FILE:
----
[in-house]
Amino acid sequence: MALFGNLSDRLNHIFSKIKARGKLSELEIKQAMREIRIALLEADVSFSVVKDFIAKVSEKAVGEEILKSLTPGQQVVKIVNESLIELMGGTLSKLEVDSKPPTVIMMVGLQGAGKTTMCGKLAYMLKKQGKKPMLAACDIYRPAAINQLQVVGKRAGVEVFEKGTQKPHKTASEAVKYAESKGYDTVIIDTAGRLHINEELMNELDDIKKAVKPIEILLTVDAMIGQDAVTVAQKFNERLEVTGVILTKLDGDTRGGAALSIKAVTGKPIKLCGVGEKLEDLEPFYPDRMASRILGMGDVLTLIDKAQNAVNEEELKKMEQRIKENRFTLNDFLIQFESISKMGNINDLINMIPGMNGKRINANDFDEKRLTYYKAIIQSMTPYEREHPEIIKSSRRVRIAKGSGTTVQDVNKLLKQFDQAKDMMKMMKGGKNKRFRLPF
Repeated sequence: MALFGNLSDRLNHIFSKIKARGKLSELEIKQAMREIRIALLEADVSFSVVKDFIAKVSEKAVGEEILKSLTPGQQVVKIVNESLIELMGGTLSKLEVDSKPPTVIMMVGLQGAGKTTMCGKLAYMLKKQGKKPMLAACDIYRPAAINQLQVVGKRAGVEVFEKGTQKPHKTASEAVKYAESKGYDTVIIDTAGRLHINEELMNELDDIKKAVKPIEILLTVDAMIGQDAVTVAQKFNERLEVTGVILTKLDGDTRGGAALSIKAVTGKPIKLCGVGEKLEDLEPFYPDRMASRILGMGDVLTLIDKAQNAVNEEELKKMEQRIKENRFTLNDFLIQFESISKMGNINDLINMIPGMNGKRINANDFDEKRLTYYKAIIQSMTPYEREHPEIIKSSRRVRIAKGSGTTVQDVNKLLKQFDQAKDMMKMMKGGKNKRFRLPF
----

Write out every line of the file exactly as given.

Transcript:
[in-house]
Amino acid sequence: MALFGNLSDRLNHIFSKIKARGKLSELEIKQAMREIRIALLEADVSFSVVKDFIAKVSEKAVGEEILKSLTPGQQVVKIVNESLIELMGGTLSKLEVDSKPPTVIMMVGLQGAGKTTMCGKLAYMLKKQGKKPMLAACDIYRPAAINQLQVVGKRAGVEVFEKGTQKPHKTASEAVKYAESKGYDTVIIDTAGRLHINEELMNELDDIKKAVKPIEILLTVDAMIGQDAVTVAQKFNERLEVTGVILTKLDGDTRGGAALSIKAVTGKPIKLCGVGEKLEDLEPFYPDRMASRILGMGDVLTLIDKAQNAVNEEELKKMEQRIKENRFTLNDFLIQFESISKMGNINDLINMIPGMNGKRINANDFDEKRLTYYKAIIQSMTPYEREHPEIIKSSRRVRIAKGSGTTVQDVNKLLKQFDQAKDMMKMMKGGKNKRFRLPF
Repeated sequence: MALFGNLSDRLNHIFSKIKARGKLSELEIKQAMREIRIALLEADVSFSVVKDFIAKVSEKAVGEEILKSLTPGQQVVKIVNESLIELMGGTLSKLEVDSKPPTVIMMVGLQGAGKTTMCGKLAYMLKKQGKKPMLAACDIYRPAAINQLQVVGKRAGVEVFEKGTQKPHKTASEAVKYAESKGYDTVIIDTAGRLHINEELMNELDDIKKAVKPIEILLTVDAMIGQDAVTVAQKFNERLEVTGVILTKLDGDTRGGAALSIKAVTGKPIKLCGVGEKLEDLEPFYPDRMASRILGMGDVLTLIDKAQNAVNEEELKKMEQRIKENRFTLNDFLIQFESISKMGNINDLINMIPGMNGKRINANDFDEKRLTYYKAIIQSMTPYEREHPEIIKSSRRVRIAKGSGTTVQDVNKLLKQFDQAKDMMKMMKGGKNKRFRLPF